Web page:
Forbidden Hollywood Collection: Volume Three Review
For the background to the Hays Code, and a general discussion of the pre-Code era (roughly 1929 to the Code’s enforcement in June 1934), please see my review of the first Forbidden Hollywood Collection.
Warner’s collections, drawing on their own archives, plus those of MGM and First National, have increased in size and scope. Following their success, Universal have released their own Pre-Code set, which my colleague clydefro has reviewed here. However, this third volume differs from its predecessors in that all six features have the same director. So it’s not just a Pre-Code box, it’s also a William A. Wellman box.
William Augustus Wellman was born in 1896 and served in World War I as a fighter pilot. In peacetime, he continued to work as an aviator until friendship with Douglas Fairbanks led to some acting roles in silent films at the end of the decade. Disliking acting, Wellman began to work behind the camera, working his way up the ladder until he made his directing debut in 1920. In 1927, he directed Wings, the first winner of the Best Picture Oscar, and the only silent to do so.
Wellman had an enviable reputation for speed and efficiency. That’s not to mention a considerable economy of narrative: all six of these films come in under an hour and a quarter. It’s no wonder that Clint Eastwood, who has similar hallmarks as a director, is an admirer of his. He was certainly prolific: in the Pre-Code era, as defined above, he directed over twenty feature films, in a wide range of genres. However, with such a range and prolificity, Wellman tends to be an underrated director, though individual films of his have classic status. Though nominated three times as Best Director, his only Oscar was for writing the original 1937 version of A Star is Born.
This box-set isn’t a best-of: Wings has yet to make it to DVD, The Public Enemy featured in Warners’ first Gangsters collection, and Night Nurse was one of the highlights of the second Forbidden Hollywood box. But what these six films show is that there was more to Pre-Code Hollywood than unusually risqué subject matter – two of the best films here have very little of this. But Pre-Code films could also deal with tough subject matter, including themes such as drug addiction and rape that would become taboo for many years after 1934. Above all, Warner Bros was one of the few studios that even acknowledged to its audiences that there was a Depression, though the two latest of these films also refer to President Roosevelt’s New Deal as hope for the future.
Other Men’s Women (1931, 69:55)
Wellman had begun his career in silent pictures. However, with the arrival of sound, he was a director who rapidly overcome the limitations on movement of the camera that the new technology brought with it. The opening sequence of Other Men’s Women (also known as The Steel Highway) is a case in point; Bill (Grant Withers) jumps from a moving train and goes into a trackside diner. The scene continues inside the diner as trains pass – and because we saw Bill come in that door, that train is a real one and not rear-projected. Such uninsistent realism was a Wellman trademark.
Such flourishes as this, and a violent fistfight near the end, enliven a fairly standard love-triangle drama. It isn't helped by the two rather second-string leading men being overshadowed by two supporting players soon to be much more famous than them: Joan Blondell and James Cagney. Blondell has a nice moment early on where she says that she’s A.P.O., as in “ain’t puttin’ out”.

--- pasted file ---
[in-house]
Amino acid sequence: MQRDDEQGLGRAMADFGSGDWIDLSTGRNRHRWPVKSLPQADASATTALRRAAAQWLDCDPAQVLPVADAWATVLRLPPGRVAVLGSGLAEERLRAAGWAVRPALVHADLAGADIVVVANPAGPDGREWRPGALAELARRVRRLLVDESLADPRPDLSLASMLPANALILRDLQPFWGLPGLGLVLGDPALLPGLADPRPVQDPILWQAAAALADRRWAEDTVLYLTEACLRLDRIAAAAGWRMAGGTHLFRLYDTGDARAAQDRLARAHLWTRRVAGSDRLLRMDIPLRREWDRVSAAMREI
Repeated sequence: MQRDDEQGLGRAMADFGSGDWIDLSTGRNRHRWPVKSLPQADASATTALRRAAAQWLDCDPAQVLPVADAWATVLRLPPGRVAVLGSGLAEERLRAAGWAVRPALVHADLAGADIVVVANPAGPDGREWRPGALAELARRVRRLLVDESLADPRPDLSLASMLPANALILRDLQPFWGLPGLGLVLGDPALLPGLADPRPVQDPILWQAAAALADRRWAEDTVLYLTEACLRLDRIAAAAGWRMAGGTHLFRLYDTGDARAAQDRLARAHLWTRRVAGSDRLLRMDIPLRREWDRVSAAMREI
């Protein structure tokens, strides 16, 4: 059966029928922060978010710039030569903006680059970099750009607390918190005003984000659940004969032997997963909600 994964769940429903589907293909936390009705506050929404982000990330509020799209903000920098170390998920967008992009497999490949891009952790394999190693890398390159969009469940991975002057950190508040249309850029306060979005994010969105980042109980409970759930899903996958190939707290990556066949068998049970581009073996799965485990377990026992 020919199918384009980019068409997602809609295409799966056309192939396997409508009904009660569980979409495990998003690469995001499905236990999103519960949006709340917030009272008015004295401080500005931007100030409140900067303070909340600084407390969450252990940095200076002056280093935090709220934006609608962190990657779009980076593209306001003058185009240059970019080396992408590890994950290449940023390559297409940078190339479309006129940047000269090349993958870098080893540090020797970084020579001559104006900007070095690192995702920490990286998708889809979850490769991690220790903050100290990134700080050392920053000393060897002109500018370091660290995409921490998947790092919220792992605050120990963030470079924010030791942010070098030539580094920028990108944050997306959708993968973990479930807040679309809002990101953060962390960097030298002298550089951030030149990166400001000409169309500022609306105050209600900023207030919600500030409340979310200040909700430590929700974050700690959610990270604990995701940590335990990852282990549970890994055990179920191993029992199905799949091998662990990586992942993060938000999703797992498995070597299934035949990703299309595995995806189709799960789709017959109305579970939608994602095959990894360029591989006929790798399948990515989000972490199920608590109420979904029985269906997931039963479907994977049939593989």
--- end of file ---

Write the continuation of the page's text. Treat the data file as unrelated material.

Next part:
The Purchase Price (1932, 67:39)
Joan Gordon (Barbara Stanwyck) is the moll of Eddie Fields (Lyle Talbot). Tiring of him, she runs away to North Dakota and becomes the mail-order bride of farmer Jim Gilson (George Brent). Their relationship is stormy to say the least, not helped by Eddie's return...
Barbara Stanwyck worked with Wellman several times. The Purchase Price isn’t on the same level as their collaboration Night Nurse, from the same year, but it’s engaging enough. Again, Wellman's sense of realism is a plus, particularly in sequences set in the deep snows of winter, and in a climax involving a well-achieved fire.
Disc Two contains two road-to-ruin melodramas which differ in their redemptiveness. Both centre on fine performances from their lead actresses. This bears out the observation that the Pre-Code era was a strong one for women’s roles. Once the Code was enforced, most parts available were much less complex with fewer shades of grey. With the advent of the Code, many women's screen personas had to be adjusted, and if you're used to the later versions, their Pre-Code work could be an eye-opener for you.
Frisco Jenny (1932, 70:34)
Wellman made Frisco Jenny on loan-out to MGM. If a film begins with scratchy archive footage and the caption “San Francisco 1906”, you know the earthquake is not far away. But, unlike in 1936's San Francisco say, it’s not the star of the show, and Wellman and his screenwriters bring it on about ten minutes in with some impressive special effects, killing off Jenny Sandoval’s (Ruth Chatterton) father and her lover. To make ends meet, she sets up a business hiring out escort girls. She puts her son up for adoption, and he rises to prominence as a District Attorney who campaigns to close down brothels...
Certainly there are Pre-Code angles in abundance, as you can gather from the synopsis above – and I haven't included a killing and Jenny being put on trial for her life. Unfortunately just as typical of the time is Helen Jerome Eddy's stage-makeup-Oriental as Jenny’s amah, her first and perhaps only friend.